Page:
J. Farmer said...

@FIDO:

Ridiculous? If Ramalanga Ding Dong, Nork Informant to the Bush administration, tells the Bushies that 'Hey, they are still making nuclear materials and you guys are saps', then the Bushies say 'Hey...we know the Norks are cheating', the first thing that the Norks are going to do is examine EVERYONE who might know this information...and they won't just ask nicely.

Except that is completely at odds with history. The Bush administration did accuse the North Koreans of cheating (though on the NPT, not the Agreed Framework) in the form of secret uranium enrichment and provided their evidence to the North Koreans, at which time they admitted to the program.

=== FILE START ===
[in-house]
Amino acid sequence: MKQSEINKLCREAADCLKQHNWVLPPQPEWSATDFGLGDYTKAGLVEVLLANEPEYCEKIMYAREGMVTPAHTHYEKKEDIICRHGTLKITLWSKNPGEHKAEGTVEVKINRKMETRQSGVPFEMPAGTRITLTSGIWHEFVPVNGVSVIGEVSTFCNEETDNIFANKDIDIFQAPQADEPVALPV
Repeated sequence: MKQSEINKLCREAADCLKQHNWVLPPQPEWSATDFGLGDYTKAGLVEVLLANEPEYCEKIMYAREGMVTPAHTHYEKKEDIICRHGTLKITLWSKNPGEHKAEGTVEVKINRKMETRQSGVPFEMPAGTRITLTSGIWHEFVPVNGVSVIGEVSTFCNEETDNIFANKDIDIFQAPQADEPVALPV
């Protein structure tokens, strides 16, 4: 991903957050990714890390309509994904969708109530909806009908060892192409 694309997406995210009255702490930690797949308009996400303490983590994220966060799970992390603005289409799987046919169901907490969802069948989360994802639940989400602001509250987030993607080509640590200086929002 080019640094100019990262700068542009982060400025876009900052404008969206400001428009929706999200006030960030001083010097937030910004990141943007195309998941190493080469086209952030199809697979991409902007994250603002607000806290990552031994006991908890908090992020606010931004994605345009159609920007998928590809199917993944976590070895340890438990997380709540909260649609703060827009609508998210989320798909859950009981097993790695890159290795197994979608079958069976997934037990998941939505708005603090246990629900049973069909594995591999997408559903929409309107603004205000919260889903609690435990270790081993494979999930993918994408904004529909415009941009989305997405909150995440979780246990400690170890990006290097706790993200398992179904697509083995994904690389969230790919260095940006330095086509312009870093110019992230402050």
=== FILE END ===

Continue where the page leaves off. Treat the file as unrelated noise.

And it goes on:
Now if you want to postulate that the Bush administration was "maybe" acting on secret information that they have never made public, then fine. Go ahead. It's a completely unfalsifiable assertion.

So...how well is Iran complying with the magic diplomacy. Asking for a friend.

"Iran has been in compliance with the JCPOA since its implementation began three years ago. This is the thirteenth consecutive time that the IAEA has reported Iran’s compliance. To date, it has been one of the mot successful nonproliferation agreements ever negotiated, and it achieved everything that it was supposed to achieve."
-The Trump Administration’s Fantasy World

J. Farmer said...

@FIDO:

And you will assert this until they explode a nuke. In which case, you will assert that 'hated political figure' messed up a magical agreement instead of questioning if that magical agreement was really as good as you asserted it was.